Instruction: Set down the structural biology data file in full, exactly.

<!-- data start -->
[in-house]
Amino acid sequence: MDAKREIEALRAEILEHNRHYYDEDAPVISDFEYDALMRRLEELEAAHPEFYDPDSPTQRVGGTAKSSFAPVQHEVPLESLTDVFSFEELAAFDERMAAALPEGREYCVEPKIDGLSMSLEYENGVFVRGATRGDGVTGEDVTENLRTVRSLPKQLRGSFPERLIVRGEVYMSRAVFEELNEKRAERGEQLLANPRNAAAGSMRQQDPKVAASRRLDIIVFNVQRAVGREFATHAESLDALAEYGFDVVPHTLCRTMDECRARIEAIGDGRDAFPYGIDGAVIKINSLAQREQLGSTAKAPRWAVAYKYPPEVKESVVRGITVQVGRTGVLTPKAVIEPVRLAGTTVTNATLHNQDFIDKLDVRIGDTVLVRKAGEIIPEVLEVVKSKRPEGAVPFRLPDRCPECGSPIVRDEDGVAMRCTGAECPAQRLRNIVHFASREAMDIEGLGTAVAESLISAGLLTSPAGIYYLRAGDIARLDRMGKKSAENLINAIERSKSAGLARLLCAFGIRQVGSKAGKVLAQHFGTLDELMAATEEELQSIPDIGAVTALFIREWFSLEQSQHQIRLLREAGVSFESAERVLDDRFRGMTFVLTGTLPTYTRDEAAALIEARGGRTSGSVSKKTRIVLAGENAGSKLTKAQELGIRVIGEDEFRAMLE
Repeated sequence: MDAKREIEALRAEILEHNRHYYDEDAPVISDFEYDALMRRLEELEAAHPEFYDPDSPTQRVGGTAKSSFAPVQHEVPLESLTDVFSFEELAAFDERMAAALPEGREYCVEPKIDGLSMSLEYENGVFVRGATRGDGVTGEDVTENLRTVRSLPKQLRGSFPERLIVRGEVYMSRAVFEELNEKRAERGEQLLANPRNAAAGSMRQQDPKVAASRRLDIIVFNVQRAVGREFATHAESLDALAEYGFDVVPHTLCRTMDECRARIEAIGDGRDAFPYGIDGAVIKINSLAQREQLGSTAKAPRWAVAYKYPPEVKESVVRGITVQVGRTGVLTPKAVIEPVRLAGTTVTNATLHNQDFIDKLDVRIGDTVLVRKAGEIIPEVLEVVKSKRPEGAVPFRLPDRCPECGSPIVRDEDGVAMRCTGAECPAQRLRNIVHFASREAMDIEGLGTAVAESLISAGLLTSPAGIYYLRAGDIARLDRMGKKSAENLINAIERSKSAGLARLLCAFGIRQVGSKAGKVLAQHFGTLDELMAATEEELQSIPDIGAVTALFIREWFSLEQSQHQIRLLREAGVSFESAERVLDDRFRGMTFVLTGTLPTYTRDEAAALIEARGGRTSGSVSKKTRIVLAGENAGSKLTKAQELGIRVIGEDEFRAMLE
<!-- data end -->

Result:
[in-house]
Amino acid sequence: MDAKREIEALRAEILEHNRHYYDEDAPVISDFEYDALMRRLEELEAAHPEFYDPDSPTQRVGGTAKSSFAPVQHEVPLESLTDVFSFEELAAFDERMAAALPEGREYCVEPKIDGLSMSLEYENGVFVRGATRGDGVTGEDVTENLRTVRSLPKQLRGSFPERLIVRGEVYMSRAVFEELNEKRAERGEQLLANPRNAAAGSMRQQDPKVAASRRLDIIVFNVQRAVGREFATHAESLDALAEYGFDVVPHTLCRTMDECRARIEAIGDGRDAFPYGIDGAVIKINSLAQREQLGSTAKAPRWAVAYKYPPEVKESVVRGITVQVGRTGVLTPKAVIEPVRLAGTTVTNATLHNQDFIDKLDVRIGDTVLVRKAGEIIPEVLEVVKSKRPEGAVPFRLPDRCPECGSPIVRDEDGVAMRCTGAECPAQRLRNIVHFASREAMDIEGLGTAVAESLISAGLLTSPAGIYYLRAGDIARLDRMGKKSAENLINAIERSKSAGLARLLCAFGIRQVGSKAGKVLAQHFGTLDELMAATEEELQSIPDIGAVTALFIREWFSLEQSQHQIRLLREAGVSFESAERVLDDRFRGMTFVLTGTLPTYTRDEAAALIEARGGRTSGSVSKKTRIVLAGENAGSKLTKAQELGIRVIGEDEFRAMLE
Repeated sequence: MDAKREIEALRAEILEHNRHYYDEDAPVISDFEYDALMRRLEELEAAHPEFYDPDSPTQRVGGTAKSSFAPVQHEVPLESLTDVFSFEELAAFDERMAAALPEGREYCVEPKIDGLSMSLEYENGVFVRGATRGDGVTGEDVTENLRTVRSLPKQLRGSFPERLIVRGEVYMSRAVFEELNEKRAERGEQLLANPRNAAAGSMRQQDPKVAASRRLDIIVFNVQRAVGREFATHAESLDALAEYGFDVVPHTLCRTMDECRARIEAIGDGRDAFPYGIDGAVIKINSLAQREQLGSTAKAPRWAVAYKYPPEVKESVVRGITVQVGRTGVLTPKAVIEPVRLAGTTVTNATLHNQDFIDKLDVRIGDTVLVRKAGEIIPEVLEVVKSKRPEGAVPFRLPDRCPECGSPIVRDEDGVAMRCTGAECPAQRLRNIVHFASREAMDIEGLGTAVAESLISAGLLTSPAGIYYLRAGDIARLDRMGKKSAENLINAIERSKSAGLARLLCAFGIRQVGSKAGKVLAQHFGTLDELMAATEEELQSIPDIGAVTALFIREWFSLEQSQHQIRLLREAGVSFESAERVLDDRFRGMTFVLTGTLPTYTRDEAAALIEARGGRTSGSVSKKTRIVLAGENAGSKLTKAQELGIRVIGEDEFRAMLE